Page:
As Mitchell’s Colonial Beach tenure ends, staff there expressed gratitude for what they called an inspirational work environment under his leadership. 

“A lot of leaders are visionary and there are some who can get into the details and the nitty gritty defining what that vision should look like practically, instructionally and operationally,” said Kimbrelle Barbosa Lewis, Colonial Beach’s executive director of instruction and professional learning. “Dr. Mitchell has both sides.” 

In a newsletter announcing his resignation, Mitchell highlighted a five-year strategic plan and a three-year capital improvement program as major accomplishments. 

The school division also joined 64 others in the state in the Comprehensive Instructional Program, a consortium of predominantly rural school divisions. Colonial Beach achieved the largest growth in SOL test scores in the consortium (9.8%), and this past school year, it achieved the fourth-largest one-year increase (15.9%).

Mitchell also noted the division completed 90% of the goals it outlined for the first year of the Capital Improvement Plan and finished 45% of the entire plan, including redesigned parking lots, new HVAC units, new bleachers in the high school gymnasium, and a new grandstand and concession stand on the football field.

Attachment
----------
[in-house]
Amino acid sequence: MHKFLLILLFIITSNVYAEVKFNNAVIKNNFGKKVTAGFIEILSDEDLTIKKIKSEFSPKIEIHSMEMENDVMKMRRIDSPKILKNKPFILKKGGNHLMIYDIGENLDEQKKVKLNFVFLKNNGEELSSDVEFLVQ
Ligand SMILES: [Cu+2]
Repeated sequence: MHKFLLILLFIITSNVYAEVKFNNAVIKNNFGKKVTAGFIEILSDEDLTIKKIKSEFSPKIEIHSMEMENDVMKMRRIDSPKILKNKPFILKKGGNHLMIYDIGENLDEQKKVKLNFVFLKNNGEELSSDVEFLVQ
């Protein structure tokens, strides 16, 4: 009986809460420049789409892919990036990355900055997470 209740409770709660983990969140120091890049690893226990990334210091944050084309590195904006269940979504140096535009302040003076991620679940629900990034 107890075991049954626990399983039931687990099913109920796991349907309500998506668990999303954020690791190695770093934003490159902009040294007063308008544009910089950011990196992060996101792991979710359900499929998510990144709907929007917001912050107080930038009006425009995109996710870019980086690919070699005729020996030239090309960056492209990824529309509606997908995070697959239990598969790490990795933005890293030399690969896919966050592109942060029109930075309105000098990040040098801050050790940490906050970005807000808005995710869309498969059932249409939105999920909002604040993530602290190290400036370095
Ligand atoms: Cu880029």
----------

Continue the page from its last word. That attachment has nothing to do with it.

Dorothy Wright, Colonial Beach’s director of federal programs, worked with Mitchell at multiple stops over the past 15 years because she said he empowers employees and is willing to be hands-on when necessary. Mitchell said his leadership model is to trust people, give them direction and hold them accountable. 

“I never worked with a leader who is willing to do anything in the district whether that is plowing the snow, greeting the parents or mowing the lawn,” Wright said. “A lot of leaders don’t humble themselves to do that. That is what kept me working with him from county to county.” 

Back to basics

Perhaps Mitchell’s greatest challenge awaits him at Spotsylvania County Public Schools — a division that’s been embroiled in controversy the past several years, including the start of a trial on Monday involving one board member allegedly assaulting another.

Mitchell said one of the feats he is most proud of in Colonial Beach was working with a school board that once voted 3-2 on most issues — and now typically votes 5-0. 

The Spotsylvania board voted 5-2 to enter negotiations with Mitchell on June 13, with Lee Hill District representative Lisa Phelps and April Gillespie of the Berkeley District voting against the motion. Phelps and Gillespie both supported former Superintendent Mark Taylor, who was fired in March, and they were not on hand when Mitchell’s contract was approved 4-0 on Monday. 

Mitchell signed a three-year contract paying him $245,000 per year, a major increase from his approximately $150,000 salary in Colonial Beach. He will also receive $5,000 in moving expenses so he can relocate to Spotsylvania, according to his contract. 

Spotsylvania School Board Chair Lorita Daniels said Mitchell stood out among a qualified pool of candidates because of his “clear understanding of our students’ needs and his well-equipped ability to provide innovative solutions that could foster academic excellence for our students.”